The Highest Tribute: Thurgood Marshall’s Life, Leadership and Legacy seemed like at first it would be dull: He was born this date. He died here. He was a lawyer. He did this, that, and the other thing. And while all that is there, it is presented in a way that makes you want to turn the page and feel like you are reading a story and not a textbook.
And while I could make comparisons to many men and women of color because of his journey, and even a few other minorities (Ruth Bader Ginsburg came to mind a few times as she had some similar issues being Jewish and female), Marshal had his own journey. And while I thought I knew some of it, I did not know all of it.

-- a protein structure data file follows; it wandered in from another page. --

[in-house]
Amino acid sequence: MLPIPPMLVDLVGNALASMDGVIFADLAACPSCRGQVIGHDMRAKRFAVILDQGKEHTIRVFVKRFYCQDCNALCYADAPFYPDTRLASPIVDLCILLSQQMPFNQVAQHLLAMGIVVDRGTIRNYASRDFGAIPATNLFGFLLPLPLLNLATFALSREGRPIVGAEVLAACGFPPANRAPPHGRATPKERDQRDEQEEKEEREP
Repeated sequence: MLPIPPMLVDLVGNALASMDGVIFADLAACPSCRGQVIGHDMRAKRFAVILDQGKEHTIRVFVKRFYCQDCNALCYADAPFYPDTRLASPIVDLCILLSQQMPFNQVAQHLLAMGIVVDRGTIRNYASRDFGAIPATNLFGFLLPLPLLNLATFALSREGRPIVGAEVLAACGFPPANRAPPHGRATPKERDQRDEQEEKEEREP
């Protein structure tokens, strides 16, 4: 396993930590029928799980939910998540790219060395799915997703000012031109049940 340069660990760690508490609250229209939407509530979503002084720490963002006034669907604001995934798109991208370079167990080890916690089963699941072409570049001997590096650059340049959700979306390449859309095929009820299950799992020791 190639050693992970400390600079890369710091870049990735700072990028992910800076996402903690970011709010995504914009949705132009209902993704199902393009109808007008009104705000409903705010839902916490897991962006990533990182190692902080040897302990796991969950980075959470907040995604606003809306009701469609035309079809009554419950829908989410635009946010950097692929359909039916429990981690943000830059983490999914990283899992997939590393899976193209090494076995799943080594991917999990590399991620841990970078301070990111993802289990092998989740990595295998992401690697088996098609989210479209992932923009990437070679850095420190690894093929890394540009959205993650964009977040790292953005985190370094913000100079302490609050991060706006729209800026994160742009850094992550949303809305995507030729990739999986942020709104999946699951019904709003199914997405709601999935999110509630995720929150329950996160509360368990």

Kekla Magoon wrote the text while Laura Freeman gave the illustrations their style. The two of them brought to life a man I knew little about (as mention) and showed him in a new light. Even seemingly small pieces of information are presented, but is not there as filler, but to make a point. My favorite piece of information (among many) is the spelling of his name. Born with a different spelling, Marshall took it upon himself at a very young age to change it. And from there on out, was always fighting to right what he felt was wrong. He made history by being part of history such as some of the legal cases you portably have heard of but did not realize he was part of.
In some places, this book was a bit romanticized. Yet, it was not gushy. It is a good introduction, covering his entire life, without going too overboard. If I do have one complaint, it is that the picture book format might turn off the reader who probably should be reading it (ages 8 to 10). I would not recommend reading allow to too much younger than five or six-years-old.